DATE: April 11, 2006                                             CONTACT: Laura Kiernan
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CONCORD---The New Hampshire Supreme Court has amended court rules to clear the way for consumers who want to hire a lawyer on a limited basis to help them in a civil case. The new procedures for  “unbundled” legal services are effective throughout the state court system on July 1, 2006.

            Approval of the amended rules is part of an accelerated effort by the Supreme Court to address the need for low cost legal services for the poor, and for the growing number of pro se litigants who come to court on their own because they can’t afford a lawyer. Limited representation rules authorize a lawyer to carry out a designated task for clients who might otherwise handle the matter themselves.  

             “Court procedures can be complicated and daunting for citizens who come to our courts without any legal help at all,” Chief Justice John T. Broderick Jr. said. “Limited help from a lawyer, at an affordable price, will make an important difference for those citizens by making the justice system more accessible to all, not just to those who can afford to pay,” Broderick said.

            “We recognize that lawyers add great value to the system and the unbundling rules will allow the courts to take advantage of that while also making it possible for citizens to afford legal representation on critical issues in the life of their cases,” Broderick said.

            Prior to the rule changes, lawyers who appeared for a client in court were required to remain on the case until completion, unless the court released them from that obligation.

            Nationwide, court systems have increasingly looked toward limited legal representation as an important resource for consumers who cannot afford a lawyer, or for those who want advice, coaching or document preparation on a limited basis. According to the American Bar Association, New Hampshire joins Utah, Colorado, Washington, Alaska and Maine in developing comprehensive procedures, for lawyers and clients, to permit and regulate delivery of limited legal services.

            A 2004 Supreme Court Task Force report on self-representation found that there is at least one pro se party in 85 percent of all civil cases in the district courts, and in 48 percent of all Superior Court cases. Both sides appear without a lawyer in 38 percent of probate cases, and there is at least one pro se party in close to 70 percent of domestic relations cases in the superior court. Following a recommendation from the pro se task force, the Supreme Court Advisory Committee on Rules began consideration of revised rules for limited legal representation to specify how those services could be delivered and to clarify professional conduct rules for lawyers who provide those services.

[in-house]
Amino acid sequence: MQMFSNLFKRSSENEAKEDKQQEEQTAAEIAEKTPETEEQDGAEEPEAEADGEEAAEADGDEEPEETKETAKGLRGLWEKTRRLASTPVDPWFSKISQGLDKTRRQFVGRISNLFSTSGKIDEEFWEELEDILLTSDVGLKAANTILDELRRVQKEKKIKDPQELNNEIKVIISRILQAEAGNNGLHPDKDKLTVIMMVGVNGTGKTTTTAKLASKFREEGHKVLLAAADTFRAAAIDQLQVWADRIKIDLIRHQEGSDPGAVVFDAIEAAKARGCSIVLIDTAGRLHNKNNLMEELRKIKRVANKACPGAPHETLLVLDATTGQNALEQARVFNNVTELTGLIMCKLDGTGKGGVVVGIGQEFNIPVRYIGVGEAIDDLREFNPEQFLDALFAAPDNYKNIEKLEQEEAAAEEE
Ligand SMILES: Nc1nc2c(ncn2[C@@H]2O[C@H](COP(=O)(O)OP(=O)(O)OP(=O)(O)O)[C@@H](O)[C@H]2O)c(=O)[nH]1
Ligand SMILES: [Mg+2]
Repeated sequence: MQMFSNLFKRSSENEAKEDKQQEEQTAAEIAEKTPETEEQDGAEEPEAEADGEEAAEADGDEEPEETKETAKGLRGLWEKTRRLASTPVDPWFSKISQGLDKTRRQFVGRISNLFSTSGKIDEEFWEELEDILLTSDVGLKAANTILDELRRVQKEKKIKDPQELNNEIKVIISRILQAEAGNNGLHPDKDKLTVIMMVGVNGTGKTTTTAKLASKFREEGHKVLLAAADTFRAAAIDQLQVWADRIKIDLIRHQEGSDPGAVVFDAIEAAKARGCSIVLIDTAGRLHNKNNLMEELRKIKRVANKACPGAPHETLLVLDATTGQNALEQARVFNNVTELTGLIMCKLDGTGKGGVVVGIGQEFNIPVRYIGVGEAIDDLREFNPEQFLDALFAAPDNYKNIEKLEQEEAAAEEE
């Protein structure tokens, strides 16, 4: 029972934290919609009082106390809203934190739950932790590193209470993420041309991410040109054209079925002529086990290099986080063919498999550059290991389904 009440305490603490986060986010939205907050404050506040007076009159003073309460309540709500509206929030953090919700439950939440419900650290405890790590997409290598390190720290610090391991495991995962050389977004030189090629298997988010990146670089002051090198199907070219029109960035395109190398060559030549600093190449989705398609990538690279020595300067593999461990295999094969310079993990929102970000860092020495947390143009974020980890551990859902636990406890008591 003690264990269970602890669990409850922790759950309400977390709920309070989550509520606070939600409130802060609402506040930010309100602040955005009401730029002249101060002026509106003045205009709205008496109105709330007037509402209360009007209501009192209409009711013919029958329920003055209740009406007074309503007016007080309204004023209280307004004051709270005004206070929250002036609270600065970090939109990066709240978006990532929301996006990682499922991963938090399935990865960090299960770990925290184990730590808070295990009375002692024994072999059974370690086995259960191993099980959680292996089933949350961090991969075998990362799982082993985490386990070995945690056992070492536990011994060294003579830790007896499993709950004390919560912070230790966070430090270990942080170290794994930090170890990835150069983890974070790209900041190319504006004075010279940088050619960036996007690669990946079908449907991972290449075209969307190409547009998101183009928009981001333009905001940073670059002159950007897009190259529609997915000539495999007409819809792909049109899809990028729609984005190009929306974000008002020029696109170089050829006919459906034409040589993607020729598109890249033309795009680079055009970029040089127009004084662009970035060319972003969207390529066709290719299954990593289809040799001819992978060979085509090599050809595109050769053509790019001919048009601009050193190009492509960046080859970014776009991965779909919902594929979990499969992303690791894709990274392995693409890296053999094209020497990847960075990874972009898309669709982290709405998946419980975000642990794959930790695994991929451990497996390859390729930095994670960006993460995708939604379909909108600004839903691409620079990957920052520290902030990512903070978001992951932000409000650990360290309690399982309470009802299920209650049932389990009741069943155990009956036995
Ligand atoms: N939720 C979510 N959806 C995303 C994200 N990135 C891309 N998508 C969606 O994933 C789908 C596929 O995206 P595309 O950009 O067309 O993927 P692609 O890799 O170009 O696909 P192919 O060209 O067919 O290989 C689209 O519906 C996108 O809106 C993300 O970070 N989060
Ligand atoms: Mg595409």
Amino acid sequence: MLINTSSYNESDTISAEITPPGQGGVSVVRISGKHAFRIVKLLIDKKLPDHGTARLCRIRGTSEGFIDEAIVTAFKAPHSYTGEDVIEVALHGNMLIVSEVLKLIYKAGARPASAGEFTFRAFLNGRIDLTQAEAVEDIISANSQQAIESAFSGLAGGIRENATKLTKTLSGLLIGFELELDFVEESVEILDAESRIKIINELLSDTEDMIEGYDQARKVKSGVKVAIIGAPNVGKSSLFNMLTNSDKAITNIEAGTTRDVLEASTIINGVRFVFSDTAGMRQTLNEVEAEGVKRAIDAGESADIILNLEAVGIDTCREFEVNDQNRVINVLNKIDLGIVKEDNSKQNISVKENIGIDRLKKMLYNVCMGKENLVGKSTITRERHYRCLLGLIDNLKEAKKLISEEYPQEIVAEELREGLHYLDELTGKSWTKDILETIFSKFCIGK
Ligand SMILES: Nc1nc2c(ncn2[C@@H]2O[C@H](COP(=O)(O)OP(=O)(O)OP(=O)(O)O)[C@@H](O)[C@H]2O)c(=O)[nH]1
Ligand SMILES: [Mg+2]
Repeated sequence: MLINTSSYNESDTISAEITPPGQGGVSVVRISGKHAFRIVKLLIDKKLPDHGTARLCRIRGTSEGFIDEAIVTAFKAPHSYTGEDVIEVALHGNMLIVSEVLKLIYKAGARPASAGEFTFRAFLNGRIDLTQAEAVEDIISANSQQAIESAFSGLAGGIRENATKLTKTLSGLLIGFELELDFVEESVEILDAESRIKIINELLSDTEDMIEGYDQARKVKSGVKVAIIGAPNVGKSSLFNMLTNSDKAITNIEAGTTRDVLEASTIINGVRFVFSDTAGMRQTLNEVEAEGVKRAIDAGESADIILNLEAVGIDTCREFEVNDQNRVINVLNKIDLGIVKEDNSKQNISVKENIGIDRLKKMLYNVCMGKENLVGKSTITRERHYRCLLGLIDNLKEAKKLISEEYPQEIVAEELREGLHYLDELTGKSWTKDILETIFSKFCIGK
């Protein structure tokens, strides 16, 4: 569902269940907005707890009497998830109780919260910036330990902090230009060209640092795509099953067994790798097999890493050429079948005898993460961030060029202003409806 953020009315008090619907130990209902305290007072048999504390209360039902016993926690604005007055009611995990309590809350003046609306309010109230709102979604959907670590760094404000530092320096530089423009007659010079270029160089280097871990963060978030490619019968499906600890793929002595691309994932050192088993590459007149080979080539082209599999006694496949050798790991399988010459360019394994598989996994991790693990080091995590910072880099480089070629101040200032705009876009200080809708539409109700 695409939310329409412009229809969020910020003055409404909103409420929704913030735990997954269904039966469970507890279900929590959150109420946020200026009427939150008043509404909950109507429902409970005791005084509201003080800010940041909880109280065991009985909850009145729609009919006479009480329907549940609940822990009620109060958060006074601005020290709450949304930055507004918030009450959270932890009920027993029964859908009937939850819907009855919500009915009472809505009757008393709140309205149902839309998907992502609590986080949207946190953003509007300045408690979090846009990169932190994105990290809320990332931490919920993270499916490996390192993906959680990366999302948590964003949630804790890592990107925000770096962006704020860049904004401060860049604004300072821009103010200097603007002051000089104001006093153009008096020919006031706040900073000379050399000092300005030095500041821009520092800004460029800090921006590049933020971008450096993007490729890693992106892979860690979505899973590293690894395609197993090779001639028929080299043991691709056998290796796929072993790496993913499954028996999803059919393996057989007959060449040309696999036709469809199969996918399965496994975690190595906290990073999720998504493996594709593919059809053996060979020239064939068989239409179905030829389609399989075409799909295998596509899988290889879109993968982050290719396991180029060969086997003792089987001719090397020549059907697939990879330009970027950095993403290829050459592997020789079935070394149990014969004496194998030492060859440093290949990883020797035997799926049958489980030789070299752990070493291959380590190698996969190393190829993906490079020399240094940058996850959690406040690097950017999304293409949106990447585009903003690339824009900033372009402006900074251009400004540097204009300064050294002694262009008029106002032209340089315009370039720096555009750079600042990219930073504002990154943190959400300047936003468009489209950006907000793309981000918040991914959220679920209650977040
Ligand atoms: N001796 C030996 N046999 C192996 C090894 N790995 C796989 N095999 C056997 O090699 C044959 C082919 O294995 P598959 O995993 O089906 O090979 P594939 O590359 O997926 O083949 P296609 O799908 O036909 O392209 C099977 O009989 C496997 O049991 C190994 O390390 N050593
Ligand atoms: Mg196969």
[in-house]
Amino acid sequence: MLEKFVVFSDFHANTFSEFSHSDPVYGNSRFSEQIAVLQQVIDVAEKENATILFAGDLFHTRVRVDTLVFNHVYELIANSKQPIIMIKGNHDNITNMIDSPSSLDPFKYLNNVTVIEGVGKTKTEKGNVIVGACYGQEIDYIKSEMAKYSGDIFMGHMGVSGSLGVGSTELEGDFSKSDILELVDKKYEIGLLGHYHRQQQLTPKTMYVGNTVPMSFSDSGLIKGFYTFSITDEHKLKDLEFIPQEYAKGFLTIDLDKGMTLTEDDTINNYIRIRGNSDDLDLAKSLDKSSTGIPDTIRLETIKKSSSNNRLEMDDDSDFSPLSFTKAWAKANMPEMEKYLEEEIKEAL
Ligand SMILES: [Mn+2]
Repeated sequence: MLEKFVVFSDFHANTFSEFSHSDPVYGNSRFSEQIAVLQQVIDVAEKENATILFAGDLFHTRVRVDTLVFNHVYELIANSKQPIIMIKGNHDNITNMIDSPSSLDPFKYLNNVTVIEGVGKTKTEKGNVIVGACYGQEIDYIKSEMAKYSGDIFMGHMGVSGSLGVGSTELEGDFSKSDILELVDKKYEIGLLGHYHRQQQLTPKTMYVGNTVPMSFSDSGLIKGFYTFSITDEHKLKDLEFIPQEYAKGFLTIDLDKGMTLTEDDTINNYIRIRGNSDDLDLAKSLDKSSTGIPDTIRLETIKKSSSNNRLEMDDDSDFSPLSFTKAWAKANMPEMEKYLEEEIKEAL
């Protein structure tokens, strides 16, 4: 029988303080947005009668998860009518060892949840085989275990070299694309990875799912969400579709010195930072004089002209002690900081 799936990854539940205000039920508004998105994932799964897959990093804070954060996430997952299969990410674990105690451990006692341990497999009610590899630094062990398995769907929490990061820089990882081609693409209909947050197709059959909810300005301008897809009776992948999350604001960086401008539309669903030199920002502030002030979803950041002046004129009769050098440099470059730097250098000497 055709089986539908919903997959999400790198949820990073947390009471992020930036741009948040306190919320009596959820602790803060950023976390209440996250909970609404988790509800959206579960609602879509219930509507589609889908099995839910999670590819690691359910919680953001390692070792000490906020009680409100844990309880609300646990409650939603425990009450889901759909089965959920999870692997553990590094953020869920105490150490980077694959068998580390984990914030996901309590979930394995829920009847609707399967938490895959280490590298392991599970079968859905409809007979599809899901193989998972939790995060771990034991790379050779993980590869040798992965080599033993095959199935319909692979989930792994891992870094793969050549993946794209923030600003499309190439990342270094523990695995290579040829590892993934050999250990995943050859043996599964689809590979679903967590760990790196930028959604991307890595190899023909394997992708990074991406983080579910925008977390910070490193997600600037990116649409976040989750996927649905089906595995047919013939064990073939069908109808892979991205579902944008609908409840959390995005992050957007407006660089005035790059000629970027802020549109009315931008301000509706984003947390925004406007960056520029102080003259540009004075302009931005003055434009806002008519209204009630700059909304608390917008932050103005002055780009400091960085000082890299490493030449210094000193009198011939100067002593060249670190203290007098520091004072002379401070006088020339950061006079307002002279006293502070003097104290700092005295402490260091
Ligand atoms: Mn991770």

“By unbundling legal services, states are trying to develop a new, easier and more affordable way to provide legal services to those who need it but can’t afford it, and to those who, for whatever reason, choose not to have an attorney for a whole proceeding,” said Keene lawyer John C. Norton, Chair of the New Hampshire Bar Association’s Pro Bono Legal Referral Services and a member of the Bar Ethics Committee.  Both of those groups, with the support of Bar leadership, offered revisions to proposed rules that were under consideration by the Advisory Rules Committee. The Advisory Rules Committee accepted those revisions then made final recommendations to the Supreme Court. After receiving public comment, the Supreme Court adopted the new rules with further revisions.  

            Under the new rules, both the lawyer and client must file a “Consent to Limited Representation Form” with the court which states the specific matter the lawyer will handle. The revised rules provide that a lawyer will automatically be released from any further participation in a case once that specific matter is completed and the lawyer files a notice of withdrawal.  A sample consent form is included in the court order adopting the rules. 

            The Bar Association is holding a continuing education session for lawyers on limited legal services on May 31. In the meantime, Norton said, Pro Bono Services and the Bar will explore ways to provide contact information to consumers about lawyers who are willing to offer limited legal services. Norton and Virginia A. Martin, the New Hampshire Bar's associate executive director for legal services, recently presented a workshop on expanding access to justice through "unbundled" legal services at the American Bar Association's "Equal Justice Conference" in Philadelphia.

            Approval of revised rules for limited legal services is one of several actions the Supreme Court has taken recently to improve access to justice: